Today, you may have noticed, is Valentine’s Day. You can tell by all the pink and red hearts and the candies and cards.

Valentine’s Day has a spotty history, or supposed history, having been established in 496 by a pope who listed Valentinus as a martyr “whose name is justly reverenced among men, but whose acts are known only to God.”

Although the pope could not say anything about what Valentinus had done, there eventually grew up a variety of legends about a priest named Valentinus who was martyred about 270 AD. Most prominent was the idea that he was martyred for performing marriages for Christians, and that’s the idea that had the most market appeal, so that eventually “Saint Valentine’s Day,” February 14, became associated with romantic and courtly love.

It really has no spiritual significance whatsoever, and the Catholic Church has dropped it as a part of the General Roman Calendar, but it continues to sell cards, candy, and clothes.

As we were trying to figure out how we were going to approach this sermon series, I realized that we would be starting on February 14, and one of the very first specific instances of prayer in the Bible just happened to concern how God brought about a particular marriage in a particular place in time. You may be surprised that it involves camels.

I thought it might actually sanctify Valentine’s Day a bit.

It is no secret that our current view of love and marriage (even before the Supreme Court’s
decision last summer) is historically odd. We tend to think that marriage is the result of being struck by an overwhelming emotion that leads you to realize that THIS IS THE ONE FOR YOU.

But most marriages at most times and places were not romantically motivated — indeed many, many marriages have been arranged by families for various practical and political reasons.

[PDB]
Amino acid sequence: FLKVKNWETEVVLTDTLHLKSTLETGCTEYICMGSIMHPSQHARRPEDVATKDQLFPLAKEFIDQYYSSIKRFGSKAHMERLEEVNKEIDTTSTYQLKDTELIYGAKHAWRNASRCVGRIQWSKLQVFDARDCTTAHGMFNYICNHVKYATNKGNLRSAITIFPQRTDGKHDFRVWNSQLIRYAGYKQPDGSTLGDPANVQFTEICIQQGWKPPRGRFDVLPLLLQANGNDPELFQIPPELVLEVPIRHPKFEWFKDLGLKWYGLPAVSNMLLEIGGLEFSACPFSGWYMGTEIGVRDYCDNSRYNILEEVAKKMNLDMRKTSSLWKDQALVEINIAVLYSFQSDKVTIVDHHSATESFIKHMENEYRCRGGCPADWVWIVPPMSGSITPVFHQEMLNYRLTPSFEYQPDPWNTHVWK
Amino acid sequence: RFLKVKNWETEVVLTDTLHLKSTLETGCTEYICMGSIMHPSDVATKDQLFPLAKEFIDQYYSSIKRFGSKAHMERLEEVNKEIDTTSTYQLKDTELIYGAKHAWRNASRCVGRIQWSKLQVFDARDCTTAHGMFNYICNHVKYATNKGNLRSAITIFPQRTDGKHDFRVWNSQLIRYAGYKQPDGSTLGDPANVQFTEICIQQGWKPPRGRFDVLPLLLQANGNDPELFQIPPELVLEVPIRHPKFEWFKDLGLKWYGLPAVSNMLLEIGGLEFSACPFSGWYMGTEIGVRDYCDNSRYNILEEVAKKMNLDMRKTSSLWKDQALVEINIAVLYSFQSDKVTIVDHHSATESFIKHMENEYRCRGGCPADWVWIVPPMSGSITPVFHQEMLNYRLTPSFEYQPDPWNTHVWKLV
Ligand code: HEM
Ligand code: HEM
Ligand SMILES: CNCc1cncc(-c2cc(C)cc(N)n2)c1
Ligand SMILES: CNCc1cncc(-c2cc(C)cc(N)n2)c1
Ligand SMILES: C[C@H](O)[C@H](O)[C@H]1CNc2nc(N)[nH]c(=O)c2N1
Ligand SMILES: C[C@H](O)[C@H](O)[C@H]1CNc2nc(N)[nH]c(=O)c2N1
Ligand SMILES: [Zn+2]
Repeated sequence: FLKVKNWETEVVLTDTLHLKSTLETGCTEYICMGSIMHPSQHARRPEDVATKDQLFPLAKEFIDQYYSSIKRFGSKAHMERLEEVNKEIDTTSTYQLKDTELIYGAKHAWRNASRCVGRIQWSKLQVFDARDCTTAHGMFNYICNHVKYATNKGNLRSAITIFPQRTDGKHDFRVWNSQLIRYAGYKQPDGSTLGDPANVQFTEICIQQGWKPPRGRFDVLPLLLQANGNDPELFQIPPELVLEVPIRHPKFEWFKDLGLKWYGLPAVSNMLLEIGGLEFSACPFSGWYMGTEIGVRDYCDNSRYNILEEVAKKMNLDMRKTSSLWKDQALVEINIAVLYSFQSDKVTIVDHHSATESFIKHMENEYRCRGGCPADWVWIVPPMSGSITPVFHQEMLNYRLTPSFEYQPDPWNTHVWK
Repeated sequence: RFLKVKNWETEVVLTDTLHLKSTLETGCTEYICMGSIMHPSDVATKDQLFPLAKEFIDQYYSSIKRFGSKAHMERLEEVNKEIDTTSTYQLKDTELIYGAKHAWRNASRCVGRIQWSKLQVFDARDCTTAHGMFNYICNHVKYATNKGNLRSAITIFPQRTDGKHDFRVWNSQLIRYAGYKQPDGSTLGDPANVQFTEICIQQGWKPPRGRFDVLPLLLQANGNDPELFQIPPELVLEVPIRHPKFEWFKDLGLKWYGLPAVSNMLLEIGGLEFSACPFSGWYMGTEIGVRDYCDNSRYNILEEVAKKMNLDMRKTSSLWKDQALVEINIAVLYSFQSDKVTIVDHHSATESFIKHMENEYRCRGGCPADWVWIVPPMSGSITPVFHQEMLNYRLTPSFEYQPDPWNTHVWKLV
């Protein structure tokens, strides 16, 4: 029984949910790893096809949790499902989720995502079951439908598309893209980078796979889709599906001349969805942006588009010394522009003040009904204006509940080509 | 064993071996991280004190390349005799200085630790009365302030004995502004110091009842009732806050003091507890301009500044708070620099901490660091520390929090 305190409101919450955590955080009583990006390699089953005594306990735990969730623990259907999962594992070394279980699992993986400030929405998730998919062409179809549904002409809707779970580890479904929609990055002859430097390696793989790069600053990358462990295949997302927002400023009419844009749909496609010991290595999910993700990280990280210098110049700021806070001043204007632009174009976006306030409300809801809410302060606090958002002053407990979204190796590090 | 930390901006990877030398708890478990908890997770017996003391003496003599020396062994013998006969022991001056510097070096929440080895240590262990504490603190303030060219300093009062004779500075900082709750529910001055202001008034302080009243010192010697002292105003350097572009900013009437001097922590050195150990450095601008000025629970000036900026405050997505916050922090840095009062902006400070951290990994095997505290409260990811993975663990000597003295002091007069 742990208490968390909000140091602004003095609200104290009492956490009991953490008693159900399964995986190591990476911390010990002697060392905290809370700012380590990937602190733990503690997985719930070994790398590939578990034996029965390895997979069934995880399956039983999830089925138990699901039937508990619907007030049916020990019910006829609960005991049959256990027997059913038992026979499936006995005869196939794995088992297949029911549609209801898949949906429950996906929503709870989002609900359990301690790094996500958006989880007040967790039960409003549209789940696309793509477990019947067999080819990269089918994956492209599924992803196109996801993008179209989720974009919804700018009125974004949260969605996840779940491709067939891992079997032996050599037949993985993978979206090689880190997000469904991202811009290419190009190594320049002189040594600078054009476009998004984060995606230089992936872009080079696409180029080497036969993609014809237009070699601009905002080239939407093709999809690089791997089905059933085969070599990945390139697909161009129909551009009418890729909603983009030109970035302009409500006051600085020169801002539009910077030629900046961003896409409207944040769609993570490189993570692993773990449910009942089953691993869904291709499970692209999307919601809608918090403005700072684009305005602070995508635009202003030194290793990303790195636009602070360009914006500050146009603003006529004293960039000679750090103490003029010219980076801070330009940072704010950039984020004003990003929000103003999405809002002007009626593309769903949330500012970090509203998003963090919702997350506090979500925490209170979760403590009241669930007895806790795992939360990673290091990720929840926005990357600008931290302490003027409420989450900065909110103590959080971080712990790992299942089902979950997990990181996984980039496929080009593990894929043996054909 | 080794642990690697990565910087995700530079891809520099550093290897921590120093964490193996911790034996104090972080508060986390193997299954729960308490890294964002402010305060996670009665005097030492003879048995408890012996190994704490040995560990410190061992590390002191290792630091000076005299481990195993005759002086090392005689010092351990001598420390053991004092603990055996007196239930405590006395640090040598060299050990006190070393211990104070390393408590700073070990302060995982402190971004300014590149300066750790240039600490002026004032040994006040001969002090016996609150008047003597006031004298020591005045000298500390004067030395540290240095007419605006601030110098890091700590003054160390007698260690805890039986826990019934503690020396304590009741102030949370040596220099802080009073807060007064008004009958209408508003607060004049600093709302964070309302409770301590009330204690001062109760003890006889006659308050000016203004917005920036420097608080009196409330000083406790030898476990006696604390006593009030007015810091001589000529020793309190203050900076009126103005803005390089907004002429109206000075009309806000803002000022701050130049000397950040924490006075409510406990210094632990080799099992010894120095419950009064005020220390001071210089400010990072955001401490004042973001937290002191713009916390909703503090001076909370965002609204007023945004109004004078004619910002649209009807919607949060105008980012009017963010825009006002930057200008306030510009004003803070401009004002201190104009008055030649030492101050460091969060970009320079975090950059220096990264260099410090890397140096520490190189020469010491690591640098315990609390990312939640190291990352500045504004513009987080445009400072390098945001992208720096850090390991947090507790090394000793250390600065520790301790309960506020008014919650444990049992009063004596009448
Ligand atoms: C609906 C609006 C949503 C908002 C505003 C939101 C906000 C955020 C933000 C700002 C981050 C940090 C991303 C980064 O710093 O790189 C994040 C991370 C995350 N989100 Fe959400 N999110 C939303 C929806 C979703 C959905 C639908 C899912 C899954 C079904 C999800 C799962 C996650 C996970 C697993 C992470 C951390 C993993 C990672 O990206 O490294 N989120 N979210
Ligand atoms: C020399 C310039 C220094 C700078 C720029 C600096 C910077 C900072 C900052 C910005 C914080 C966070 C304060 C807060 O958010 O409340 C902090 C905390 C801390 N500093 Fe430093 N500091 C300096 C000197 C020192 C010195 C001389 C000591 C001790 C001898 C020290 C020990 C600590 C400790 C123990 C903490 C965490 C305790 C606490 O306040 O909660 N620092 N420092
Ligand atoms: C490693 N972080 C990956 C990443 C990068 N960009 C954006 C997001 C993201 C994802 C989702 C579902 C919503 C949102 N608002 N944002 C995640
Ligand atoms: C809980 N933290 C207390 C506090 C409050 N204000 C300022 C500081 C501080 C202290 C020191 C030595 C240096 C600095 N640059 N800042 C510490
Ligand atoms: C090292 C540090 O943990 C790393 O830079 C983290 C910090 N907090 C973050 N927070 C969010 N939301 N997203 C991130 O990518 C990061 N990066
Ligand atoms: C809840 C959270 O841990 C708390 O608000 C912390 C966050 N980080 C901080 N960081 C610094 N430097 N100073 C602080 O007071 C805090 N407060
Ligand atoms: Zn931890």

As we look at today’s passage in Genesis 24, we will see an early arranged marriage which
proceeds along different lines — with camels playing an integral role.

Let’s pray.

* * *

Abraham was chosen to be the father of the nation which would enter the Promised Land and there worship God, and from who Messiah would come. God had called him out of Ur, which is a land far to the east of what would become Israel.

And “called him out” means invited him to walk with his wife and household 600 miles to the land of Canaan. And Abraham, in an amazing display of faith in God, does this thing.
Eventually he and Sarah have a son, Isaac (I’m leaving out some pretty big parts of the story), and Sarah passes away.

Continue reading Courting with Camels

Fractal Compassion

From the biggest picture to the smallest interaction

Matthew 9:35-36

Math Class!

Okay, so you take a triangle, like so. 20150816sermon_Page_01A simple equilateral triangle.

Now you connect the midpoints of the sides to divide it into three triangles that are ½ as big. (There really are four, plus the original one, but it looks like three.)